Crime — 10 months ago

United States Conviction Statistics

by infohub

United States Conviction Stats and Federal Conviction Rate

The American justice system is one of the most complex of its kind in the world due to the size of the country, its population and the magnitude of the crimes committed in it. One of the most fascinating aspects of the justice system is its conviction rates, that have been steadily rising since 1973 and reaching nearly 100% in the past few years.

What is A Conviction Rate?

In the eyes of the law, a conviction (an official declaration that a person is guilty of committing a criminal offense) rate is the number of overall convictions divided by the number of criminal cases brought forth to a government or a prosecutor. Meaning, a conviction rate is the percentage of cases that result in a conviction in a particular courtroom or the government.

federal conviction rate - a 3D graph
Source: shutterstock

US Conviction Statistics

As stated before, the conviction rate is the United States has been steadily rising since 1973. While in 1973 the conviction rate was 75%, it rose to 85% by 1992. By 2003, that figure rose to a staggering 99% conviction rate, and as of 2015, the federal conviction rate in the United States was 99.8% percent.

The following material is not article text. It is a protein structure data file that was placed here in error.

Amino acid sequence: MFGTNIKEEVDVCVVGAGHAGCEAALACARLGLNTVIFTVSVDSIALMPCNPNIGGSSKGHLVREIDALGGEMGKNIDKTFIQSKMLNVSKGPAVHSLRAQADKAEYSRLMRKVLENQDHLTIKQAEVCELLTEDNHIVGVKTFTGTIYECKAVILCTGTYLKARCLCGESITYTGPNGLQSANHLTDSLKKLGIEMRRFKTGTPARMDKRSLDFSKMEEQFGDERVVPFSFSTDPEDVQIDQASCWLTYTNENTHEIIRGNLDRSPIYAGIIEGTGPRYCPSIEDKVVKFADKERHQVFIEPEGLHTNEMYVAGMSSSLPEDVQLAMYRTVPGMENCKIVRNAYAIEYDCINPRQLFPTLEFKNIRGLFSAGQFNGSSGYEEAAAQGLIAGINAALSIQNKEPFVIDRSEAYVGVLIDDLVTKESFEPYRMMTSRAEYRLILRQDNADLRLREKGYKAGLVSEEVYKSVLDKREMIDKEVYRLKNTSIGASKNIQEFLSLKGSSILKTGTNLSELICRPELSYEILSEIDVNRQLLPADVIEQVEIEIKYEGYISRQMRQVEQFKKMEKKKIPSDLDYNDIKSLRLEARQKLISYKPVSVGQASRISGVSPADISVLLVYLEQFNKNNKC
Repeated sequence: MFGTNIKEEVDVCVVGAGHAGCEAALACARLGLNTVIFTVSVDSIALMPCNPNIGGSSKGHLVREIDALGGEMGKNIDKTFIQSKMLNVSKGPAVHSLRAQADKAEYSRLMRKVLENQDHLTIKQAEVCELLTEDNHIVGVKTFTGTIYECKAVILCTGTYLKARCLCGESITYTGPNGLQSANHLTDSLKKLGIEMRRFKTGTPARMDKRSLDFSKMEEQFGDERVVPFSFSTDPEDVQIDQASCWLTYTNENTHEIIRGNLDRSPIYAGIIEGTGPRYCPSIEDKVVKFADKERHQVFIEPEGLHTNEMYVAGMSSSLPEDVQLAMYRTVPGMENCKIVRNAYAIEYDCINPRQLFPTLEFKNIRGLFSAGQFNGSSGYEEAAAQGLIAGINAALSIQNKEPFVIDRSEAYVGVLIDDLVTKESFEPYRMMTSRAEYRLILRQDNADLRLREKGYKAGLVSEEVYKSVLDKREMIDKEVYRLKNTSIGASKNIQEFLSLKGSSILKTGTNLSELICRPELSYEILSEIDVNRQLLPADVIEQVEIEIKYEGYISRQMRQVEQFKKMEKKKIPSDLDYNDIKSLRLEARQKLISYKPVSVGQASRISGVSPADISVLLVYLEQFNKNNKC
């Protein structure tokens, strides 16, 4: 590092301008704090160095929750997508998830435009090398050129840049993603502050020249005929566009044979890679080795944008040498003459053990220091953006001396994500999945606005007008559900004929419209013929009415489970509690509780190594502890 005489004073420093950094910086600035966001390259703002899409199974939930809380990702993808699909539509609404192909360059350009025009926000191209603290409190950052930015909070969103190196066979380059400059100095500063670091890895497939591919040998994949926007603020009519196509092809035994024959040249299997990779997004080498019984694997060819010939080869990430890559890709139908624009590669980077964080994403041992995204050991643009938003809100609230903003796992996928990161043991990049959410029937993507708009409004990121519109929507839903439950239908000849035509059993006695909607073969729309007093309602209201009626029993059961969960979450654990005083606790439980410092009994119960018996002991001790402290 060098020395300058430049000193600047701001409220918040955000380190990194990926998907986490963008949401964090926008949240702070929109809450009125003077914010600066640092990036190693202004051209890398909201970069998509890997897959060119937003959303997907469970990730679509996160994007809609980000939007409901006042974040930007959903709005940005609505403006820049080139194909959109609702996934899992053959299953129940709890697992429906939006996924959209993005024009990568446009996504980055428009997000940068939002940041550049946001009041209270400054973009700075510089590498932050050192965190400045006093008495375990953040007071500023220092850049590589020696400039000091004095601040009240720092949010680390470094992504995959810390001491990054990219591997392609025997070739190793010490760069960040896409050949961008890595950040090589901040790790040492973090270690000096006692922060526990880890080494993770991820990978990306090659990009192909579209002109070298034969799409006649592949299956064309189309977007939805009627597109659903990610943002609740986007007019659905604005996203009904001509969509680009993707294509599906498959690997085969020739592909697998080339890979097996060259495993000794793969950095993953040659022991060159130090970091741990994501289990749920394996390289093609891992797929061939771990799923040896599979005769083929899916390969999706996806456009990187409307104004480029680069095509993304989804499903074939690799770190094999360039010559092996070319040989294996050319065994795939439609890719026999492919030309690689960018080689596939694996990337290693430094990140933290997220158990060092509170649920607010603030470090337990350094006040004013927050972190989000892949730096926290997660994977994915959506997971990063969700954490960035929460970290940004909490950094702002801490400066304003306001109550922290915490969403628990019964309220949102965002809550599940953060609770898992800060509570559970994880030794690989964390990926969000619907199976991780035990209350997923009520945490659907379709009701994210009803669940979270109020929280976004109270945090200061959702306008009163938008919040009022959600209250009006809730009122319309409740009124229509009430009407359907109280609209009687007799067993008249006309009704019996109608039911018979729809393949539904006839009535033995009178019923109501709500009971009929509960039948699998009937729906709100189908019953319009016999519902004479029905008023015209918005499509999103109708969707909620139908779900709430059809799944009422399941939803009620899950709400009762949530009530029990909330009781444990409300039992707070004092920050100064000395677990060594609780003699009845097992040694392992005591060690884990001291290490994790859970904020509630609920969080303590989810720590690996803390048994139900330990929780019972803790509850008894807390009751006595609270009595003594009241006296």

Other stats show an interesting image of the conviction rate in the United States that raises the question of how it got to be so high:

  • The total number of acquittals in 2015 was 258 out of 3,024 trials
  • 41 out of 42 defendants in 2015 who did not go to trial entered a plea of guilty
  • A jury had sentenced 1.6% of federal defendants who went to trial as opposed to a judge jury
  • 1 out of 63 federal court defendants is convicted by a jury (a judge sentences the rest)
  • In 2015, there 493 convictions per every acquittal
criminal sentencing statistics - a man standing in front of a judge in court
Source: shutterstock

How Are the Conviction Rates in America So High?

It is quite astounding to hear that the federal conviction rate in the US is 99.8%, but that's how it is. The reason is much simpler than you think – the high conviction rate results from defendants pleading guilty to the crimes attributed to them, meaning they give a public confession about their guilt. The guilty plea is a conviction, and since most defendants enter a guilty plea, the conviction rate in the US is very high.

To see if a person has a conviction in their past, you can use GoLookUp's conviction search service that will provide you will all the information about a particular conviction and the crimes a person has committed.

The conviction rate in the US is one of the highest in the world, mostly because defendants plead guilty before a trial even begins. The number is likely to remain high as most defendants would rather take a reduced sentenced by entering a guilty plea rather than serve a full sentence – which is what happens with most court cases.  


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